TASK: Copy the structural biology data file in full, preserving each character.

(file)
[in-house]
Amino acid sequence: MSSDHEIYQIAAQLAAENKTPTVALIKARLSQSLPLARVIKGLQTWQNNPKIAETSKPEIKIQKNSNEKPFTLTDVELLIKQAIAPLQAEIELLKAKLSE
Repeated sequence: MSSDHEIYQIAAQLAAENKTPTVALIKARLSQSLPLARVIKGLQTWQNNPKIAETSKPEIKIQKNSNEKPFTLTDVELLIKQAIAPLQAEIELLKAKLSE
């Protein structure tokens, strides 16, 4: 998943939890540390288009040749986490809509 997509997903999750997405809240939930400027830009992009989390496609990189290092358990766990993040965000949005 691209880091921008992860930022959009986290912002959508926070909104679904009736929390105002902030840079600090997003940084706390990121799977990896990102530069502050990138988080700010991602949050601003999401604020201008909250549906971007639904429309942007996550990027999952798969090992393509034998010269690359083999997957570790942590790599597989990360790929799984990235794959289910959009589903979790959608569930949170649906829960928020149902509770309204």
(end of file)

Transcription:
[in-house]
Amino acid sequence: MSSDHEIYQIAAQLAAENKTPTVALIKARLSQSLPLARVIKGLQTWQNNPKIAETSKPEIKIQKNSNEKPFTLTDVELLIKQAIAPLQAEIELLKAKLSE
Repeated sequence: MSSDHEIYQIAAQLAAENKTPTVALIKARLSQSLPLARVIKGLQTWQNNPKIAETSKPEIKIQKNSNEKPFTLTDVELLIKQAIAPLQAEIELLKAKLSE
């Protein structure tokens, strides 16, 4: 998943939890540390288009040749986490809509 997509997903999750997405809240939930400027830009992009989390496609990189290092358990766990993040965000949005 691209880091921008992860930022959009986290912002959508926070909104679904009736929390105002902030840079600090997003940084706390990121799977990896990102530069502050990138988080700010991602949050601003999401604020201008909250549906971007639904429309942007996550990027999952798969090992393509034998010269690359083999997957570790942590790599597989990360790929799984990235794959289910959009589903979790959608569930949170649906829960928020149902509770309204």